North and South Korea exchange artillery fire across border

By Ben McGrath
21 August 2015

Tensions have risen sharply on the Korean Peninsula, with North Korea and South Korea trading artillery fire across the border on Thursday. The hostilities follow weeks of accusations and counter-accusations since landmines maimed two South Korean soldiers along the Demilitarized Zone (DMZ) on August 4, for which Seoul blamed Pyongyang.

Yesterday, North Korea reportedly fired a single 14.5mm anti-aircraft shell before firing several more shots from a 76.2mm gun. The South Korean Defense Ministry claimed the first shot landed on an uninhabited hill on the southern side of the border, 60 kilometers north of Seoul.

The South responded by shooting dozens of 155mm rounds in the direction from which the first shell came. Colonel Jeon Ha-gyu, a spokesman for South Korea’s Joint Chief of Staff, told the media: “Our military immediately raised our security posture to the top-level, while closely monitoring the North Korean military’s movement and maintaining full readiness to respond robustly and firmly to any further provocation.”

President Park Geun-hye called on the military to “react firmly” to future provocations, raising the risk of a larger conflict. During a cabinet meeting on Monday, she asserted: “The foundation for a peaceful unification with the North could be established behind a strong military readiness.”

The artillery exchange is the first since October 2014. It was sparked by the resumption on August 10 of South Korean propaganda broadcasts across the border, for the first time in 11 years. Pyongyang labeled the broadcasts a “declaration of war” and threatened to destroy the broadcast speakers. Shortly after the exchange of fire, the North demanded the propaganda cease within 48 hours or it would undertake further military action.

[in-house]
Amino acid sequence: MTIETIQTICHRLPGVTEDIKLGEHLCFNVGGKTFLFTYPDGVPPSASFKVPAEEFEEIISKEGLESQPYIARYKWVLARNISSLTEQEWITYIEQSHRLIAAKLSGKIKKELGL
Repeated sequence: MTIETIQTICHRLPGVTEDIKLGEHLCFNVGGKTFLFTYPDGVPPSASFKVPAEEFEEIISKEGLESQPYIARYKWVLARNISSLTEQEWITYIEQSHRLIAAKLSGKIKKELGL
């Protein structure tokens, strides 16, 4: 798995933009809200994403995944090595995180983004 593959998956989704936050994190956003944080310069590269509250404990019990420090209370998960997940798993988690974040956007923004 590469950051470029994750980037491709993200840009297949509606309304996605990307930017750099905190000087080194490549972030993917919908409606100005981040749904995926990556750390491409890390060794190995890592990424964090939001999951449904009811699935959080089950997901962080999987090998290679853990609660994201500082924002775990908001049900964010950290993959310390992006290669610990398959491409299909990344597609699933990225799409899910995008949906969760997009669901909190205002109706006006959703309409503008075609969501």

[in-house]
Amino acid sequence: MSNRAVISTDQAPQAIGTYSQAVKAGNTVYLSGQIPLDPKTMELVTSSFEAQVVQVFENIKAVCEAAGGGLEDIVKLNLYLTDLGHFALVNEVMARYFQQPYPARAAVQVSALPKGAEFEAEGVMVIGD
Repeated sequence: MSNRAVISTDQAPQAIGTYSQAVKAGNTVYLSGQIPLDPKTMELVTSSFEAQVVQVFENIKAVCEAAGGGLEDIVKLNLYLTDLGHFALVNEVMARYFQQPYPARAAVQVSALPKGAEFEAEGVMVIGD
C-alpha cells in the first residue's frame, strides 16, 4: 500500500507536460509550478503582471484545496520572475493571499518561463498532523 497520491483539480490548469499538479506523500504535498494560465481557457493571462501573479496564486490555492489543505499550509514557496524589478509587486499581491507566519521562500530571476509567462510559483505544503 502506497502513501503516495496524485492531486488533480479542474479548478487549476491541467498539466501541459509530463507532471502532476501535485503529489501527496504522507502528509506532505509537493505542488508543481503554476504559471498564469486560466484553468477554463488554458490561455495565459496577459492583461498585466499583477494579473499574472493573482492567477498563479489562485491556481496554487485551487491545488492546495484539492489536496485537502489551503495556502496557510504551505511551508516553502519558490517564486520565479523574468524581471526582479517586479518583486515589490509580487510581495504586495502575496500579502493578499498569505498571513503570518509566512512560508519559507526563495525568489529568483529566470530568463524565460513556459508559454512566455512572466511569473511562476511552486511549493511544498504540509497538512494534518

The broadcasts were Seoul’s response to the August 4 incident that wounded two South Korean soldiers. Identified only by their surnames, Ha and Kim, the two were on what Seoul claimed was a routine patrol when three landmines detonated near a gate. Ha lost both his legs at the knees, while Kim lost his right foot at the ankle. While the South Korean government initially ruled out North Korean involvement, it changed its position on August 10 and, without providing concrete evidence, accused Pyongyang of planting the devices.

The North denied involvement. On August 14, it issued a statement asserting: “If South Korea wants to keep insisting this was our army’s act, then show a video to prove it. If you don’t have it, don’t ever say ‘North Korean provocation’ again out of your mouth.”

Despite having cameras and thermal sensors monitoring the DMZ, South Korea claims it was unable to pick up any North Korean intrusion across the border to place the mines. Defense Ministry spokesman Kim Min Seok stated: “The detonation spot is surrounded by a dense forest in summer and located over a hill, so it is not easy for thermal observation devices to detect movement.” A video camera was nevertheless able to record the explosions.